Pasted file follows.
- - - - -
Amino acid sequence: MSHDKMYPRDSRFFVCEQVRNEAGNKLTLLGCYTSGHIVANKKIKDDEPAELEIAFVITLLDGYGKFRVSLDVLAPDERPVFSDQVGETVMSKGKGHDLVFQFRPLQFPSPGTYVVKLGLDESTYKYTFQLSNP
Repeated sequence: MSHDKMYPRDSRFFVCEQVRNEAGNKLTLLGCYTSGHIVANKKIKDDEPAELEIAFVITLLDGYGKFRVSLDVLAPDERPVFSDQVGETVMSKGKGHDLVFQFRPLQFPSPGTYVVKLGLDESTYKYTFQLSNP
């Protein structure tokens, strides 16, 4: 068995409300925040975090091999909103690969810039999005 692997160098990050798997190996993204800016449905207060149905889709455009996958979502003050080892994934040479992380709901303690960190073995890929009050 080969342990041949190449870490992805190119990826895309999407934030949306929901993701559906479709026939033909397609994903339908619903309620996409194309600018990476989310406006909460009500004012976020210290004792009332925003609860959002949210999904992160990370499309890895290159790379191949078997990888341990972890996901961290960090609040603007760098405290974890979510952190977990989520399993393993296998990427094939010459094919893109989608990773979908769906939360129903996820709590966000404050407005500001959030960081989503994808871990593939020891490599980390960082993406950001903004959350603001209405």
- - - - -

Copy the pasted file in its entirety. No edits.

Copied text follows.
Amino acid sequence: MSHDKMYPRDSRFFVCEQVRNEAGNKLTLLGCYTSGHIVANKKIKDDEPAELEIAFVITLLDGYGKFRVSLDVLAPDERPVFSDQVGETVMSKGKGHDLVFQFRPLQFPSPGTYVVKLGLDESTYKYTFQLSNP
Repeated sequence: MSHDKMYPRDSRFFVCEQVRNEAGNKLTLLGCYTSGHIVANKKIKDDEPAELEIAFVITLLDGYGKFRVSLDVLAPDERPVFSDQVGETVMSKGKGHDLVFQFRPLQFPSPGTYVVKLGLDESTYKYTFQLSNP
């Protein structure tokens, strides 16, 4: 068995409300925040975090091999909103690969810039999005 692997160098990050798997190996993204800016449905207060149905889709455009996958979502003050080892994934040479992380709901303690960190073995890929009050 080969342990041949190449870490992805190119990826895309999407934030949306929901993701559906479709026939033909397609994903339908619903309620996409194309600018990476989310406006909460009500004012976020210290004792009332925003609860959002949210999904992160990370499309890895290159790379191949078997990888341990972890996901961290960090609040603007760098405290974890979510952190977990989520399993393993296998990427094939010459094919893109989608990773979908769906939360129903996820709590966000404050407005500001959030960081989503994808871990593939020891490599980390960082993406950001903004959350603001209405």